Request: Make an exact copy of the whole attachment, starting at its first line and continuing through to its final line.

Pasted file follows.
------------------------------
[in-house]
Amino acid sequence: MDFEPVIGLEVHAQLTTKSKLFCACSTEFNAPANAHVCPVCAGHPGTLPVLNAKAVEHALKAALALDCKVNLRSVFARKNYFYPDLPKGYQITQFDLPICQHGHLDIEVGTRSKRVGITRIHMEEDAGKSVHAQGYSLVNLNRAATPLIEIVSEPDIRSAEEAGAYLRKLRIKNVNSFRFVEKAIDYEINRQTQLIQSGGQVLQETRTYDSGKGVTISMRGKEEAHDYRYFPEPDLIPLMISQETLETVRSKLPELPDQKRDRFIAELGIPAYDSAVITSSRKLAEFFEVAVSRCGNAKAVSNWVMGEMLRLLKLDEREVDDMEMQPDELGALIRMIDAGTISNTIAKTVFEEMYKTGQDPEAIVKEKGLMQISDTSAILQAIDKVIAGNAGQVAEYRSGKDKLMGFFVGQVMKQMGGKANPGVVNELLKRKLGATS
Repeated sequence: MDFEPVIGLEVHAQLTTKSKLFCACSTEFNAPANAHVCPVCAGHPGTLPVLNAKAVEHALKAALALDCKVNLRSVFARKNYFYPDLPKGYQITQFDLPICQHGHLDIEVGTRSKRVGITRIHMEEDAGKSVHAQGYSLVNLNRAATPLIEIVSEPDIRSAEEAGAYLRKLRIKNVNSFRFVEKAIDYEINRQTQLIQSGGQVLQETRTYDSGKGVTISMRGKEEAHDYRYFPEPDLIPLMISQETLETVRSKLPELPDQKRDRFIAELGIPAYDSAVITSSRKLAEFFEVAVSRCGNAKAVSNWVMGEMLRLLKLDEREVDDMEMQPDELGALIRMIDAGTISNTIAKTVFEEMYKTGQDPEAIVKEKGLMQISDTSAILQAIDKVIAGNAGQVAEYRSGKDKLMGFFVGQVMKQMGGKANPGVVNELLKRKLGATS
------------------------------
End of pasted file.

[in-house]
Amino acid sequence: MDFEPVIGLEVHAQLTTKSKLFCACSTEFNAPANAHVCPVCAGHPGTLPVLNAKAVEHALKAALALDCKVNLRSVFARKNYFYPDLPKGYQITQFDLPICQHGHLDIEVGTRSKRVGITRIHMEEDAGKSVHAQGYSLVNLNRAATPLIEIVSEPDIRSAEEAGAYLRKLRIKNVNSFRFVEKAIDYEINRQTQLIQSGGQVLQETRTYDSGKGVTISMRGKEEAHDYRYFPEPDLIPLMISQETLETVRSKLPELPDQKRDRFIAELGIPAYDSAVITSSRKLAEFFEVAVSRCGNAKAVSNWVMGEMLRLLKLDEREVDDMEMQPDELGALIRMIDAGTISNTIAKTVFEEMYKTGQDPEAIVKEKGLMQISDTSAILQAIDKVIAGNAGQVAEYRSGKDKLMGFFVGQVMKQMGGKANPGVVNELLKRKLGATS
Repeated sequence: MDFEPVIGLEVHAQLTTKSKLFCACSTEFNAPANAHVCPVCAGHPGTLPVLNAKAVEHALKAALALDCKVNLRSVFARKNYFYPDLPKGYQITQFDLPICQHGHLDIEVGTRSKRVGITRIHMEEDAGKSVHAQGYSLVNLNRAATPLIEIVSEPDIRSAEEAGAYLRKLRIKNVNSFRFVEKAIDYEINRQTQLIQSGGQVLQETRTYDSGKGVTISMRGKEEAHDYRYFPEPDLIPLMISQETLETVRSKLPELPDQKRDRFIAELGIPAYDSAVITSSRKLAEFFEVAVSRCGNAKAVSNWVMGEMLRLLKLDEREVDDMEMQPDELGALIRMIDAGTISNTIAKTVFEEMYKTGQDPEAIVKEKGLMQISDTSAILQAIDKVIAGNAGQVAEYRSGKDKLMGFFVGQVMKQMGGKANPGVVNELLKRKLGATS